The Ries store’s time on N. Western Ave. was short-lived: Less than four years after it moved in, the brothers relocated it to Cahuenga Ave. (They also began producing wooden tripods which won the favor of notables such as Ansel Adams and are still available today.) But at roughly the time they left in 1930, Charles Mintz’s studio–still known at the time as the Winkler Film Corp.–rented a second-floor suite. Given that Mintz and his brother-in-law and associate George Winkler were well aware of the building from the brief period when Oswalds were produced there, it’s no surprise that they chose it for their newly-relocated studio, which got busy making Krazy Kat and Toby the Pup shorts–and, starting in 1931, the Scrappy cartoons of Dick Huemer, Sid Marcus, and Art Davis.

I don’t have any photos I know for sure to depict the interior of the Mintz studio at 1154 N. Western, but there’s presumably a decent chance that this one–from Dr. Richard Huemer’s, showing Jack Carr, Sid Marcus, and Dick Huemer with Toby–was taken there.

As for the exterior, we do have some shots of Mintz staffers hanging around outside the building, thanks to Mark Mayerson. In 2006, Mark shared a photo sent to him by Paul Spector, the son of animation-industry veteran (and Mintz employee) Irv Spector.

That’s Irv second from the left. Mark guessed that the photo might show Al Gould third from right, Felix Alegre second from right, and Ed Solomon at right. They’re standing in front of the door to 1154 N. Western, which led up to the studio and other tenants; the “entrance” sign is tantalizing, but I’m not sure what it’s for. (As quoted in Hollywood Cartoons, Mintz inbetweener Don Patterson said there was a pool hall downstairs, possibly in space the Rieses has vacated when they relocated their store to Cahuenga.)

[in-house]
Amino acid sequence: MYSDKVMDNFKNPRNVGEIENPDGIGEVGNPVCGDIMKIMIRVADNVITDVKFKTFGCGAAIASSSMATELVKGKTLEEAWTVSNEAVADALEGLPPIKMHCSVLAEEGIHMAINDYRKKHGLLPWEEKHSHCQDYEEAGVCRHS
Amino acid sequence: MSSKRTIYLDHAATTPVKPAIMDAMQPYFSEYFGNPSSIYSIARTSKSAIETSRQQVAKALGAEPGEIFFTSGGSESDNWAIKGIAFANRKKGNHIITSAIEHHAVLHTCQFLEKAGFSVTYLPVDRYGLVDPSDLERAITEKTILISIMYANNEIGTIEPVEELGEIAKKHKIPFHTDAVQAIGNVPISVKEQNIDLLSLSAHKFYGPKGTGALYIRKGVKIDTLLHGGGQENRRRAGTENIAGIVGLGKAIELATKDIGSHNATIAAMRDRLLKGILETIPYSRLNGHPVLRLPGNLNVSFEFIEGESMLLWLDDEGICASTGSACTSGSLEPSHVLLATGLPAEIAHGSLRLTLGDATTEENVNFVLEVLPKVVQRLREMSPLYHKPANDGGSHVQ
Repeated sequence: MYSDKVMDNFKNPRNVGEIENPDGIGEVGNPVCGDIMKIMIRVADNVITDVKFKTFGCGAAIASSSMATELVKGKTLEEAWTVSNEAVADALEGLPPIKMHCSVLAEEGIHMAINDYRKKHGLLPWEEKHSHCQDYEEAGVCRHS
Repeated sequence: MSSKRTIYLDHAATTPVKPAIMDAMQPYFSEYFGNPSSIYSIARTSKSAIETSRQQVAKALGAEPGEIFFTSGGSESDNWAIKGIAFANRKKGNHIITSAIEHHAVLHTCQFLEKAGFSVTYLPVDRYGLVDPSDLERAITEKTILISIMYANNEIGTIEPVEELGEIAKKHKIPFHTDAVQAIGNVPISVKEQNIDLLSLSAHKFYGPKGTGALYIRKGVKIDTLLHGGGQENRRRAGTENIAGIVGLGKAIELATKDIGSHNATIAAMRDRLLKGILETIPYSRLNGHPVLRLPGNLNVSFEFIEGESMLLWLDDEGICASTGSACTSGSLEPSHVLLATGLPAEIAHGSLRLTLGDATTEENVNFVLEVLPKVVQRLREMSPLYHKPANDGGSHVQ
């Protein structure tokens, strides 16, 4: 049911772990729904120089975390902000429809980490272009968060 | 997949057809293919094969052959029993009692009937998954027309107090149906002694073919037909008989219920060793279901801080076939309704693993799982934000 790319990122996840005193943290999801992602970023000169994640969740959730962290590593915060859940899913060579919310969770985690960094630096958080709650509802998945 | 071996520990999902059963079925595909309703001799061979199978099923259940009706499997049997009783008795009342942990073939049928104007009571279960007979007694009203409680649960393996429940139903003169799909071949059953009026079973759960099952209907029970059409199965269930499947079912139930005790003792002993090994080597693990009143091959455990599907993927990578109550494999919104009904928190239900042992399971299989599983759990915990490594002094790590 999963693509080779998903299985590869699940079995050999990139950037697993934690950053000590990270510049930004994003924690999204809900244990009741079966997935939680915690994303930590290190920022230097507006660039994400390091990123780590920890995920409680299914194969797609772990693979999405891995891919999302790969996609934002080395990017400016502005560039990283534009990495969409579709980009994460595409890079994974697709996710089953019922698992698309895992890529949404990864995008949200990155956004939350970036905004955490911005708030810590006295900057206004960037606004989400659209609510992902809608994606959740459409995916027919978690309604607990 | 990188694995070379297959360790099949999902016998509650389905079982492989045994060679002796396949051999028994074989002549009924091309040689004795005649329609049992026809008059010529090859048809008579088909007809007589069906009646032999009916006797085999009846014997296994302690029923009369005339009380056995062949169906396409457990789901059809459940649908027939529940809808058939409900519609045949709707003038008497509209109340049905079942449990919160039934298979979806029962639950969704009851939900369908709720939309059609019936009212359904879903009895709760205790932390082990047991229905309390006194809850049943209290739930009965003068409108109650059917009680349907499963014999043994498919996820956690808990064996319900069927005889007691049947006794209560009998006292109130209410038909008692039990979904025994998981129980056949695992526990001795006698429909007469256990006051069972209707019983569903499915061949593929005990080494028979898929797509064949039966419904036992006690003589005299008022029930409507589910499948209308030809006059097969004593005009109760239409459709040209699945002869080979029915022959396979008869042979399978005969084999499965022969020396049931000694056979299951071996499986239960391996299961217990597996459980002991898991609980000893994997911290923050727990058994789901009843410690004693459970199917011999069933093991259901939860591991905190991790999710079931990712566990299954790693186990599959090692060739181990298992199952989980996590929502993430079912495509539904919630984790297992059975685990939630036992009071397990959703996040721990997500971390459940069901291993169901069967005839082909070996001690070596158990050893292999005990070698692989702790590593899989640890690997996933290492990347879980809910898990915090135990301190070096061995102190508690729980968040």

Way back in the last century, Mark also posted some 1154 N. Western exterior shots from the collection of Al Eugster, showing Al with fellow Mintz artists.

In the top photo, from left to right: Al Eugster, Manny Gould, Allen Rose, and Harry Love. On the bottom, from left to right: Harry Love, Preston Blair and Allen Rose, with Al Eugster in front.

Mintz’s move west was followed by expansion: In December 1931, the Film Daily reported that the studio had tripled its staff and doubled the size of its quarters. Most likely, it was a need for even more space that prompted the company to move from 1154 N. Western Ave. to 7000 Santa Monica Blvd, where it could occupy a building of its own. When I wrote about that address, I published a staff photo taken there marked “1932.” But I’ve since come across a want ad placed by Mintz artist Ben Harrison, offering a reward for his lost music manuscript. It’s dated December 21st, 1932, and lists the N. Western Ave. address; if the studio left that building in 1932, it must have done so at the very end of the year.

Whatever the year, the Mintz operation did move out in the early-to-mid 1930s, and the building is still there in 2017. What has it housed for the last 80-plus years? Funny you should ask.

In 1934, someone located there was selling a mysterious electrical device of interest to beer parlors and restaurants.

In 1935, a director sought girls and children for a new production, which sounds like a likely story to me.

In 1937 you could write to 1154 N. Western for a free booklet on the secrets of songwriting.

That same year, another tenant had a need for salesman to hawk the “sweetest oil deal that has ever hit L.A.”